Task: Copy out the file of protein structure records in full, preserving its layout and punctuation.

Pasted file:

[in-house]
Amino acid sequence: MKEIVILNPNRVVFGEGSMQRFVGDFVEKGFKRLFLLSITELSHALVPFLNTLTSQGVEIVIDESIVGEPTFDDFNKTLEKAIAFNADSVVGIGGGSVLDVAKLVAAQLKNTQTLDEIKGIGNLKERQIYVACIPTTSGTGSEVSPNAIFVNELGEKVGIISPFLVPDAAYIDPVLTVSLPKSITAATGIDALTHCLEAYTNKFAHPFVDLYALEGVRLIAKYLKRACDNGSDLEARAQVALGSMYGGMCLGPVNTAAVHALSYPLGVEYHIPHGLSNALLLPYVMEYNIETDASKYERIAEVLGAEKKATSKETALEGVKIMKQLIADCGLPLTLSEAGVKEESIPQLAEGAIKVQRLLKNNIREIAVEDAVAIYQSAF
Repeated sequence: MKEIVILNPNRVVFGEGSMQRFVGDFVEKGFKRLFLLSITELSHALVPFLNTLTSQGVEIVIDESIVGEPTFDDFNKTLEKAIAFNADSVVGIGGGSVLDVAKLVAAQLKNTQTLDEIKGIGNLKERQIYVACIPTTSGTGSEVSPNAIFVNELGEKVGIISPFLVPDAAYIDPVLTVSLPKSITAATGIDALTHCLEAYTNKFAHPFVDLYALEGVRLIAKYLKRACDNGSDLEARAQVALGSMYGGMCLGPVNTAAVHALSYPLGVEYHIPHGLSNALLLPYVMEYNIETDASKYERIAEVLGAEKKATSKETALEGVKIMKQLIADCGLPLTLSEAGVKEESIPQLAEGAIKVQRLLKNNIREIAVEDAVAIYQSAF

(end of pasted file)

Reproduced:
[in-house]
Amino acid sequence: MKEIVILNPNRVVFGEGSMQRFVGDFVEKGFKRLFLLSITELSHALVPFLNTLTSQGVEIVIDESIVGEPTFDDFNKTLEKAIAFNADSVVGIGGGSVLDVAKLVAAQLKNTQTLDEIKGIGNLKERQIYVACIPTTSGTGSEVSPNAIFVNELGEKVGIISPFLVPDAAYIDPVLTVSLPKSITAATGIDALTHCLEAYTNKFAHPFVDLYALEGVRLIAKYLKRACDNGSDLEARAQVALGSMYGGMCLGPVNTAAVHALSYPLGVEYHIPHGLSNALLLPYVMEYNIETDASKYERIAEVLGAEKKATSKETALEGVKIMKQLIADCGLPLTLSEAGVKEESIPQLAEGAIKVQRLLKNNIREIAVEDAVAIYQSAF
Repeated sequence: MKEIVILNPNRVVFGEGSMQRFVGDFVEKGFKRLFLLSITELSHALVPFLNTLTSQGVEIVIDESIVGEPTFDDFNKTLEKAIAFNADSVVGIGGGSVLDVAKLVAAQLKNTQTLDEIKGIGNLKERQIYVACIPTTSGTGSEVSPNAIFVNELGEKVGIISPFLVPDAAYIDPVLTVSLPKSITAATGIDALTHCLEAYTNKFAHPFVDLYALEGVRLIAKYLKRACDNGSDLEARAQVALGSMYGGMCLGPVNTAAVHALSYPLGVEYHIPHGLSNALLLPYVMEYNIETDASKYERIAEVLGAEKKATSKETALEGVKIMKQLIADCGLPLTLSEAGVKEESIPQLAEGAIKVQRLLKNNIREIAVEDAVAIYQSAF